Quantitative variability of 342 plasma proteins in a human twin population.

Liu Y, Buil A, Collins BC, Gillet LC, Blum LC, Cheng LY, Vitek O, Mouritsen J, Lachance G, Spector TD, Dermitzakis ET, Aebersold R - Mol. Syst. Biol. (2015)

Proteomic identification and reproducible quantification among the twin cohortA The establishment of a comprehensive, specific spectral library of human plasma proteome that is ready for SWATH-MS analysis. The reference spectra were generated a priori by extensive shotgun proteomic sequencing of fractionated plasma peptides and complemented with spectra of additional known plasma proteins (Farrah et al, 2011).B The coefficient of variance (CV) analysis at technical, whole-process experimental and cohort levels.C Heatmap of hierarchical clustering analysis of the protein vs. sample matrix indicates that plasma proteins were reproducibly quantified by SWATH-MS across the sample cohort.D The distribution of the fold changes of protein SWATH-MS intensities from their average abundance levels across the cohort is shown as box plots. Antithrombin III (ANT3) and vitamin D-binding protein (VTDB) are shown as examples of the most stable proteins, whereas apolipoprotein(a) (APOA) and serum amyloid A-1 protein (SAA1) are shown as examples of the most variable proteins. The red bars show the positions of the protein analytes whose measurement has been cleared or approved by FDA in human blood.
© Copyright Policy - open-access
Related In: Results  -  Collection

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getmorefigures.php?uid=PMC4358658&req=5

fig02: Proteomic identification and reproducible quantification among the twin cohortA The establishment of a comprehensive, specific spectral library of human plasma proteome that is ready for SWATH-MS analysis. The reference spectra were generated a priori by extensive shotgun proteomic sequencing of fractionated plasma peptides and complemented with spectra of additional known plasma proteins (Farrah et al, 2011).B The coefficient of variance (CV) analysis at technical, whole-process experimental and cohort levels.C Heatmap of hierarchical clustering analysis of the protein vs. sample matrix indicates that plasma proteins were reproducibly quantified by SWATH-MS across the sample cohort.D The distribution of the fold changes of protein SWATH-MS intensities from their average abundance levels across the cohort is shown as box plots. Antithrombin III (ANT3) and vitamin D-binding protein (VTDB) are shown as examples of the most stable proteins, whereas apolipoprotein(a) (APOA) and serum amyloid A-1 protein (SAA1) are shown as examples of the most variable proteins. The red bars show the positions of the protein analytes whose measurement has been cleared or approved by FDA in human blood.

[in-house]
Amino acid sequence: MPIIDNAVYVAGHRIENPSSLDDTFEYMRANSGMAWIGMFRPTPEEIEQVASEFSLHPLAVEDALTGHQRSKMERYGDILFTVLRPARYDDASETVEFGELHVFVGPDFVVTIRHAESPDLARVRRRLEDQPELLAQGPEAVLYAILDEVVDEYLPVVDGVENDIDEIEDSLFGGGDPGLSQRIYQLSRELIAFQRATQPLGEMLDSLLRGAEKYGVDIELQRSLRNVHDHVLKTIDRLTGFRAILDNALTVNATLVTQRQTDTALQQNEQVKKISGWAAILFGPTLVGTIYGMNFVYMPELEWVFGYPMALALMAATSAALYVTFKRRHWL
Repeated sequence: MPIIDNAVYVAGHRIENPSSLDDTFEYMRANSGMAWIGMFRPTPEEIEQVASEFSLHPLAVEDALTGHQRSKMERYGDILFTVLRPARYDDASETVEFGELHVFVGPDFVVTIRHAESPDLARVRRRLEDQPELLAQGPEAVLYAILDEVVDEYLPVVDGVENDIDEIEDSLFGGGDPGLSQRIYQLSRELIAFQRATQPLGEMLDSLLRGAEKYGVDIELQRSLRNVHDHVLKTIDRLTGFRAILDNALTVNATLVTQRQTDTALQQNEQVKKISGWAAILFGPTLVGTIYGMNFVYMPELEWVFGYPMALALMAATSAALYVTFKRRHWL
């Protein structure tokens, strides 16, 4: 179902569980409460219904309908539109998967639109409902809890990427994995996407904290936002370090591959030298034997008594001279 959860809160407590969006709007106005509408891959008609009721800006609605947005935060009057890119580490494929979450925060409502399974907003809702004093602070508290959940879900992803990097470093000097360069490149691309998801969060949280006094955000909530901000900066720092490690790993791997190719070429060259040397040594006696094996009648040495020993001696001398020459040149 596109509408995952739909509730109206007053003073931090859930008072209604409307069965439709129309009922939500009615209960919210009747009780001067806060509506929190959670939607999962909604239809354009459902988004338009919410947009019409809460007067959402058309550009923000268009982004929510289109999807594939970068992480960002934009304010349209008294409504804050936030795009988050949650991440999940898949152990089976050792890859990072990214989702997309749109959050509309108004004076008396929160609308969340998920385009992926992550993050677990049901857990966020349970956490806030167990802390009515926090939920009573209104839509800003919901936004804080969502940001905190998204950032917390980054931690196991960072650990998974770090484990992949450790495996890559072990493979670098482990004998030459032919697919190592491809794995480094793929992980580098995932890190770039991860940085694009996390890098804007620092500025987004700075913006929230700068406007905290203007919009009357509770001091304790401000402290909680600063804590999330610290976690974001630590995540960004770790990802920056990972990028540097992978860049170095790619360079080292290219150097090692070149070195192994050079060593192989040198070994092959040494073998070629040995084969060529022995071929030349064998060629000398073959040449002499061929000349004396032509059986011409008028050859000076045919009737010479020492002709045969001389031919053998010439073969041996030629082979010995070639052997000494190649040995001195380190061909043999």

Mentions: The data-independent acquisition (DIA) mass spectrometric quantification method of SWATH-MS essentially converts all the peptides ionized from a biological sample into a high-resolution, digital map of fragment ion signals (Gillet et al, 2012; Liu et al, 2013a) (Fig1). In these maps, specific proteins were monitored via a targeted data analysis strategy, where fragment ion signal groups uniquely identifying a targeted peptide were detected and quantified in each of the 232 SWATH-MS maps. The parameters of the signal group for each peptide, including the fragment ion masses, their relative intensity and chromatographic concordance, the peptide retention time and precursor mass range, constituted a specific assay for each targeted peptide that was prepared a priori from a spectral library of the human plasma proteome (Fig2A). Specifically, to generate this spectral library, we deployed comprehensive shotgun proteomic sequencing of the plasma digest of a mixed plasma sample, which was firstly depleted of the 14 most abundant proteins and then fractionated by strong anion exchanger at the peptide level, yielding specific assays for 652 proteins. Further, we included in the library additional MS assays for plasma proteins (Farrah et al, 2011) from an in-house SWATH assay compendium for the human proteome (Rosenberger et al, 2014). The final combined library contained more than 43,000 peptides, representing 1,667 unique plasma proteins, which represents, as of to date, the largest SWATH-ready spectral library for the human plasma proteome (freely provided with raw data), and therefore maximized the number of identified proteins from the SWATH maps.

Bottom Line: Because the twin study design provides a natural opportunity to estimate the relative contribution of heritability and environment to different traits in human population, we applied here the highly accurate and reproducible SWATH mass spectrometry technique to quantify 1,904 peptides defining 342 unique plasma proteins in 232 plasma samples collected longitudinally from pairs of monozygotic and dizygotic twins at intervals of 2-7 years, and proportioned the observed total quantitative variability to its root causes, genes, and environmental and longitudinal factors.The data further strongly suggest that the plasma concentrations of clinical biomarkers need to be calibrated against genetic and temporal factors.These results therefore have immediate implications for the effective design of blood-based biomarker studies.

View Article: PubMed Central - PubMed

Affiliation: Department of Biology, Institute of Molecular Systems Biology, ETH Zurich, Zurich, Switzerland liu@imsb.biol.ethz.ch aebersold@imsb.biol.ethz.ch.

No MeSH data available.


Related in: MedlinePlus